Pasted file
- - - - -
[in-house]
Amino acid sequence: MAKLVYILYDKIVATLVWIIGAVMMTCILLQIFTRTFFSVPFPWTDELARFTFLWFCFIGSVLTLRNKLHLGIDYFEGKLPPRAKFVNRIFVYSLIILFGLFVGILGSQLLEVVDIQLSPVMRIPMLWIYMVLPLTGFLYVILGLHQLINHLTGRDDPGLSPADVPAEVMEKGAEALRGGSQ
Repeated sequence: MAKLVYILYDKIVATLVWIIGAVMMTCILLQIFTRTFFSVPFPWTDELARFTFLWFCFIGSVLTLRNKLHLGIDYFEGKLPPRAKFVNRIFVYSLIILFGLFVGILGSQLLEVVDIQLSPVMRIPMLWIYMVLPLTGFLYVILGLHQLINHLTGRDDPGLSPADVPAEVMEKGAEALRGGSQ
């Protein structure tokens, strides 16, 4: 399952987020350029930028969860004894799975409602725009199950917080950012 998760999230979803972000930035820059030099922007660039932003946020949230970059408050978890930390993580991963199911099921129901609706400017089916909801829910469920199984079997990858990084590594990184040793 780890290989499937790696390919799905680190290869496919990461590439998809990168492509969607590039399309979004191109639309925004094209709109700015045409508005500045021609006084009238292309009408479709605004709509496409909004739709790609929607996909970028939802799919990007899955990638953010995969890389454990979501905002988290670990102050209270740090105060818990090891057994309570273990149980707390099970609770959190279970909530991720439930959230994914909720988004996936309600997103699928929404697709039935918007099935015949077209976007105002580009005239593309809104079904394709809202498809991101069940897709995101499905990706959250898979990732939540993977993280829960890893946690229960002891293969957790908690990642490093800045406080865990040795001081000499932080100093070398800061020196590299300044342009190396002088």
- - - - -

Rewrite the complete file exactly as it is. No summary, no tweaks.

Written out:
[in-house]
Amino acid sequence: MAKLVYILYDKIVATLVWIIGAVMMTCILLQIFTRTFFSVPFPWTDELARFTFLWFCFIGSVLTLRNKLHLGIDYFEGKLPPRAKFVNRIFVYSLIILFGLFVGILGSQLLEVVDIQLSPVMRIPMLWIYMVLPLTGFLYVILGLHQLINHLTGRDDPGLSPADVPAEVMEKGAEALRGGSQ
Repeated sequence: MAKLVYILYDKIVATLVWIIGAVMMTCILLQIFTRTFFSVPFPWTDELARFTFLWFCFIGSVLTLRNKLHLGIDYFEGKLPPRAKFVNRIFVYSLIILFGLFVGILGSQLLEVVDIQLSPVMRIPMLWIYMVLPLTGFLYVILGLHQLINHLTGRDDPGLSPADVPAEVMEKGAEALRGGSQ
């Protein structure tokens, strides 16, 4: 399952987020350029930028969860004894799975409602725009199950917080950012 998760999230979803972000930035820059030099922007660039932003946020949230970059408050978890930390993580991963199911099921129901609706400017089916909801829910469920199984079997990858990084590594990184040793 780890290989499937790696390919799905680190290869496919990461590439998809990168492509969607590039399309979004191109639309925004094209709109700015045409508005500045021609006084009238292309009408479709605004709509496409909004739709790609929607996909970028939802799919990007899955990638953010995969890389454990979501905002988290670990102050209270740090105060818990090891057994309570273990149980707390099970609770959190279970909530991720439930959230994914909720988004996936309600997103699928929404697709039935918007099935015949077209976007105002580009005239593309809104079904394709809202498809991101069940897709995101499905990706959250898979990732939540993977993280829960890893946690229960002891293969957790908690990642490093800045406080865990040795001081000499932080100093070398800061020196590299300044342009190396002088």